Quite likely a combination of guilt, worry, and lack of sleep (with nightmares). He doesn't sleep well immediately after killing King Duncan, and he says his dreams say, "Macbeth doth murder sleep", which can't be reassuring! Both he and Lady Macbeth do not sleep, and she sleepwalks. He would worry about her, in the sense that he loved her, but more so about what information she might impart while sleepwalking. He feels guilt about Duncan, and more after Banquo's murder. He worries about Fleance's escape and the fulfillment of the witches' prophecy that Banquo's heirs will take his (Macbeth's) crown. He feels less guilt initially about the killing of Macduff's family, but when he meets Macduff in the final battle, his guilt shows up when he says he does not want to kill Macduff as well.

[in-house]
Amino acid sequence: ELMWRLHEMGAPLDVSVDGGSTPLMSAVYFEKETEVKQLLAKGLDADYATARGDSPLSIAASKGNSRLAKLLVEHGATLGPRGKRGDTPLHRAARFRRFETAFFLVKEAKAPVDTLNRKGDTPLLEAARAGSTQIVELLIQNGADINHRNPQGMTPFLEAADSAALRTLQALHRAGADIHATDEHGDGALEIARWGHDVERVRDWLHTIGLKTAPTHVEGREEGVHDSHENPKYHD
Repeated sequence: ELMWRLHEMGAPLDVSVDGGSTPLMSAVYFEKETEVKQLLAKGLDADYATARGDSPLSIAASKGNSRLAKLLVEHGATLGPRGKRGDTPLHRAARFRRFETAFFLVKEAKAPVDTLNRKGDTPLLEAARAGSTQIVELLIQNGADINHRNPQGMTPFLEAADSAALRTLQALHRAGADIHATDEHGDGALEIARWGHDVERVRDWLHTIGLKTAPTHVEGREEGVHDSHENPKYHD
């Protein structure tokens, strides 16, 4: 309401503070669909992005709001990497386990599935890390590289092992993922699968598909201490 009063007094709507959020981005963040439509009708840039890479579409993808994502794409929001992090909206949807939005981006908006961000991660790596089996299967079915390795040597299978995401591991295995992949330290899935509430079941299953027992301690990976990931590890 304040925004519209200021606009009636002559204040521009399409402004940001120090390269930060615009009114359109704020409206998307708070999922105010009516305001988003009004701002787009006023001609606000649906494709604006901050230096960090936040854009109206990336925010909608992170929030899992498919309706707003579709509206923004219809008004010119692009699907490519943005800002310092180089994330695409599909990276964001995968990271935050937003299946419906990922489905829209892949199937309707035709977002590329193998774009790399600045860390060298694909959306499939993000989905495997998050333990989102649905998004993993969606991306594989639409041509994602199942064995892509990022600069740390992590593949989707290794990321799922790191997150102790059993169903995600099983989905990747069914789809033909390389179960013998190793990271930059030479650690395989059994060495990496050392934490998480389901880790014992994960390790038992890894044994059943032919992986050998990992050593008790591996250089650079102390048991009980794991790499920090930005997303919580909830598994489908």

I would say his shift in character started after he became King. He was a little worried about being overthrown so he went to the Three Witches to ask what his future would be. The apparitions that came to him made him very confident and he got cocky and careless. He turned into a tyrant in which at the beginning of the play, the "old Macbeth" would have tried to take down.